ASPREE: Another Warning Bell for Aspirin, “Wonder Drug”Fails to Work Wonders Results of Aspirin in Reducing Events in the Elderly (ASPREE trial)

The results of the Aspirin in Reducing Events in the Elderly (ASPREE) trial published in the New England Journal of Medicine showcase higher all-cause mortality among apparently healthy older adults receiving daily aspirin as compared to placebo, coupled with the shocking finding of mortality being attributed primarily to cancer, thereby painting a bleak picture of Aspirin (ASA) and heralding an end to its use in primary prevention. Continue reading

Do Valsartan Contaminants NDMA and NDEA Bear A Potential Cancer Risk? Danish nationwide cohort study on N-nitrosodimethylamine (NDMA) contaminated valsartan products and risk of cancer, FDA notes second contaminant

The discovery of Valsartan products that were contaminated with NDMA, in July 2018, in drug products manufactured in China, triggered the withdrawal of all affected products by medical agencies across Europe and the United States. Being one of the most well characterized and potent animal carcinogens known, Pottegard and his colleagues conducted an expedited observational cohort study using the nationwide Danish healthcare registry. They aimed to quantify the potential effects of NDMA contaminated valsartan products in terms of increased cancer risk, in order to provide timely information for regulatory bodies evaluating its carcinogenic effects. Results from this Danish cohort study, published in the BMJ, however, failed to show a significant increase in overall short-term cancer risk due to consumption of NDMA contaminated valsartan. Continue reading

Vascular Video Series Part 4: Vascular Risk Dr. Libby, Dr. Bonaca, and Dr. Gibson Discuss

This video is supported by an unrestricted educational grant.

Can TTR levels Determine Long-term Prognosis in AFib Patients on Vitamin K Antagonists? Outcomes Among Patients With Atrial Fibrillation and Appropriate Anticoagulation Control

Findings from a Danish nationwide registry conducted among patients with Atrial Fibrillation (AF), initiated on Vitamin K Antagonists (VKA) for stroke prevention between 1997 and 2011, found that almost one-half of patients with prior good level of VKA control (TTR ≥70%) had TTR <70% during the following year. Additionally, those with a prior TTR of ≥70% had a limited long-term prognostic value for stroke, thromboembolism or major bleeding risk, according to the online publication in JACC. Continue reading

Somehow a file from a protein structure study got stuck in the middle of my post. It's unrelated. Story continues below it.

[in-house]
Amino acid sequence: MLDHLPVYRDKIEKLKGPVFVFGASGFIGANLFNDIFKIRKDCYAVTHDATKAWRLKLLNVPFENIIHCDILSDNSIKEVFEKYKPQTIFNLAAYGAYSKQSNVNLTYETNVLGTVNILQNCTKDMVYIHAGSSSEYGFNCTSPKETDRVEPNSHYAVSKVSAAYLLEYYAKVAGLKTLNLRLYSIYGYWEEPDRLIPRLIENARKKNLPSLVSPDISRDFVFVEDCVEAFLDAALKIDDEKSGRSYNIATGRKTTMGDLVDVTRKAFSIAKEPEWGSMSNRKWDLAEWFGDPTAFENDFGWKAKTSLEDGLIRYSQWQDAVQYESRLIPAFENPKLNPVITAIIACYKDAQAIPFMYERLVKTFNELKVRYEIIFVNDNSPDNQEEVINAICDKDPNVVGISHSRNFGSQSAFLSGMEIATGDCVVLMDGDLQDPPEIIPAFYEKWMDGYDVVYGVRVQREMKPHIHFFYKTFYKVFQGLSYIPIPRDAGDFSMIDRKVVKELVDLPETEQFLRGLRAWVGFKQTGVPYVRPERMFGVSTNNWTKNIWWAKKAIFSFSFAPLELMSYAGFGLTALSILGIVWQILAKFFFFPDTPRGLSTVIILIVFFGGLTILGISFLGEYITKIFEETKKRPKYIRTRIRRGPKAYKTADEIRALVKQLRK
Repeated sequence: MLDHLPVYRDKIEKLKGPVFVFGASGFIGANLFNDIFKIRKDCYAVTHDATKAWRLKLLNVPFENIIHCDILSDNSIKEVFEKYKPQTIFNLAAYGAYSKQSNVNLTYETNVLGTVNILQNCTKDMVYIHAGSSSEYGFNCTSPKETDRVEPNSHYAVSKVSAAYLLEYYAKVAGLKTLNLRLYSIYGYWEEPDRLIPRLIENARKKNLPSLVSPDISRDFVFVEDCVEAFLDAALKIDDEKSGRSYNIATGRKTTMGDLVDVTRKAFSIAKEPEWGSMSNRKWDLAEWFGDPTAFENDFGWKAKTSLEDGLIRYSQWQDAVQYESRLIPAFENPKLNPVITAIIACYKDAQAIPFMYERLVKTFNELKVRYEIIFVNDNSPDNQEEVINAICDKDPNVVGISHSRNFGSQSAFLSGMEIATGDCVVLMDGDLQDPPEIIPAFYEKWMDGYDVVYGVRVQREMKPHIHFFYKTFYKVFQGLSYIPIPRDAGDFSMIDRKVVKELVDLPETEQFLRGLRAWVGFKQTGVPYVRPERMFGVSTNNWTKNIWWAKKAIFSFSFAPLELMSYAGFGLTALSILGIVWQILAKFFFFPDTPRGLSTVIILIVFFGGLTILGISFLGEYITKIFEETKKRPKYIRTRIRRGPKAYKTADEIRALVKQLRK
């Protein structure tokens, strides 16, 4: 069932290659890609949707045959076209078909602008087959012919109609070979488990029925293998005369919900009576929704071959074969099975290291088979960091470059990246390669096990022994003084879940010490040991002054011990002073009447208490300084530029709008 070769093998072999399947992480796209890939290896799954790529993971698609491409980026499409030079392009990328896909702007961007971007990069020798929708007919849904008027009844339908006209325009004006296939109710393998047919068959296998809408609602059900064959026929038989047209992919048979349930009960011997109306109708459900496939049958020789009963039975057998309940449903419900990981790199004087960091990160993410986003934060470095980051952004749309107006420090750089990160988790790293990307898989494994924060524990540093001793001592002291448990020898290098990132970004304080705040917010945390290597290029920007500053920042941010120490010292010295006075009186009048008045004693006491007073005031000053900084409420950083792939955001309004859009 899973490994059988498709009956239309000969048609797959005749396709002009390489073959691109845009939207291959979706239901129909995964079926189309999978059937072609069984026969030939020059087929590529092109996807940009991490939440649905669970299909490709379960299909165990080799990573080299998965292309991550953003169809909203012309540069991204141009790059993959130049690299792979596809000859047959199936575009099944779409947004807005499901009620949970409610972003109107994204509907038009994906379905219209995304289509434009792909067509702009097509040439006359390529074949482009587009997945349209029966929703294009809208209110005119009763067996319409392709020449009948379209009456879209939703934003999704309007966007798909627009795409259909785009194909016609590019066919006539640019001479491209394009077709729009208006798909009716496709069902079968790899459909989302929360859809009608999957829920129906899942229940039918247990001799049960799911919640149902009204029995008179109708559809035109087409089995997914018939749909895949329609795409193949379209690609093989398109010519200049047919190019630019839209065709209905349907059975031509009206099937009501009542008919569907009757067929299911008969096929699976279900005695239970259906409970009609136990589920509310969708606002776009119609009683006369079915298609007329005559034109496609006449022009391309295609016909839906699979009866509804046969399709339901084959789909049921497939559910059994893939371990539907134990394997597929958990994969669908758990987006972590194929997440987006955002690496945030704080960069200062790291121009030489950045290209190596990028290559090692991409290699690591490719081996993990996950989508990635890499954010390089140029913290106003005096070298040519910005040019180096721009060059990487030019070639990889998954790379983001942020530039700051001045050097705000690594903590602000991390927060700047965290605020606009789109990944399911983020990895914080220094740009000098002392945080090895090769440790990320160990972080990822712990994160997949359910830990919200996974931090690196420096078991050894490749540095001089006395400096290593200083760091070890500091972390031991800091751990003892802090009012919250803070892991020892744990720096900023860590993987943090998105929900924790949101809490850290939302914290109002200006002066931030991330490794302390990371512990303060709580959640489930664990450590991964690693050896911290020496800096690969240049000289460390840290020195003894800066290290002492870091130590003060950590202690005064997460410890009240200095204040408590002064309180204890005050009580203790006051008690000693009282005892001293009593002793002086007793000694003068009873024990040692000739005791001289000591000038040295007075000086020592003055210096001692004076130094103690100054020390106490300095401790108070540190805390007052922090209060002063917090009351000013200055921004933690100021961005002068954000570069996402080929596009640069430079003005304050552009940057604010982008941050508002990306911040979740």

Operator Experience of Atleast 225 Procedures Associated With Improved TAVR Outcomes The Learning Curve and Annual Procedure Volume Standards for Optimum Outcomes of Transcatheter Aortic Valve Replacement

Findings from an international TAVR registry involving 16 centers and spanning over a decade have important implications for operator training and patient care at centers performing TAVR. The study, published in JACC Cardiovascular Interventions, is a testament to the learning curve that still exists with both greater procedural safety and lower mortality rates reported when TAVR is performed by experienced operators. Additionally, TAVR performed at low annual volume (<50 procedures) institutions is associated with decreased procedural safety and higher patient mortality. This stepwise improvement in patient outcomes bears important implications for operator training and patient care at centers performing TAVR. Continue reading

Vascular Video Series Part 3: The Polyvascular Disease Patient Dr. Libby, Dr. Bonaca, and Dr. Gibson Discuss

This video is supported by an unrestricted educational grant.

Angiographic Completeness Not Associated With Outcomes Following FFR-guided PCI Prognostic Value of the Residual SYNTAX Score After Functionally Complete Revascularization in ACS

Researchers have confirmed that the extent of residual angiographic disease calculated using the residual SYNTAX score (Synergy Between Percutaneous Coronary Intervention With Taxus and Cardiac Surgery) or RSS has no association with ischemic events occurring subsequently in patients presenting with ACS. The study, published in JACC, reinforces the concept that functionally complete revascularization is applicable even in ACS patients. Continue reading

Optimal Duration of Transcatheter Valves Dr. Mano Thubrikar, Dr. Danny Dvir and Dr. Jeffrey Popma Discuss

Valve Deterioration and Durability Dr. Mano Thubrikar and Dr. Jeffrey Popma Discuss

Optimum Valve Design and Development Dr. Mano Thubrikar and Dr. Jeffrey Popma Discuss